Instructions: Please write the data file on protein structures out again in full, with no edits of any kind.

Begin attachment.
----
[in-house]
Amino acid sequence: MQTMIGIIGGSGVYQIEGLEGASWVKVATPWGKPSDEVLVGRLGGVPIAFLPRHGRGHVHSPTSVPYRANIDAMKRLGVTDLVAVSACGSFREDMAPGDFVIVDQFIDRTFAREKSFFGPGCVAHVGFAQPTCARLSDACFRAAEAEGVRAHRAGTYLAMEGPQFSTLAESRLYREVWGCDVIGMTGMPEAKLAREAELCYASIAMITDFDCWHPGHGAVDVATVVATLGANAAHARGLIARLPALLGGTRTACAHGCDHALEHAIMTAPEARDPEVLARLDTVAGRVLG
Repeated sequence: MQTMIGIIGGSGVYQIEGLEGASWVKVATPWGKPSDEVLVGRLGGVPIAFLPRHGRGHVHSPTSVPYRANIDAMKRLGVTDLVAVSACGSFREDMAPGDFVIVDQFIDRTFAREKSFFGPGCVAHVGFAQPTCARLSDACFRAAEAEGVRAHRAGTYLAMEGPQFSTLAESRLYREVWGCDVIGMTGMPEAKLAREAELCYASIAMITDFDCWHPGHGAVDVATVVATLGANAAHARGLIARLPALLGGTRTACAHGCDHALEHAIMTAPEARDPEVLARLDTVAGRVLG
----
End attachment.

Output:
[in-house]
Amino acid sequence: MQTMIGIIGGSGVYQIEGLEGASWVKVATPWGKPSDEVLVGRLGGVPIAFLPRHGRGHVHSPTSVPYRANIDAMKRLGVTDLVAVSACGSFREDMAPGDFVIVDQFIDRTFAREKSFFGPGCVAHVGFAQPTCARLSDACFRAAEAEGVRAHRAGTYLAMEGPQFSTLAESRLYREVWGCDVIGMTGMPEAKLAREAELCYASIAMITDFDCWHPGHGAVDVATVVATLGANAAHARGLIARLPALLGGTRTACAHGCDHALEHAIMTAPEARDPEVLARLDTVAGRVLG
Repeated sequence: MQTMIGIIGGSGVYQIEGLEGASWVKVATPWGKPSDEVLVGRLGGVPIAFLPRHGRGHVHSPTSVPYRANIDAMKRLGVTDLVAVSACGSFREDMAPGDFVIVDQFIDRTFAREKSFFGPGCVAHVGFAQPTCARLSDACFRAAEAEGVRAHRAGTYLAMEGPQFSTLAESRLYREVWGCDVIGMTGMPEAKLAREAELCYASIAMITDFDCWHPGHGAVDVATVVATLGANAAHARGLIARLPALLGGTRTACAHGCDHALEHAIMTAPEARDPEVLARLDTVAGRVLG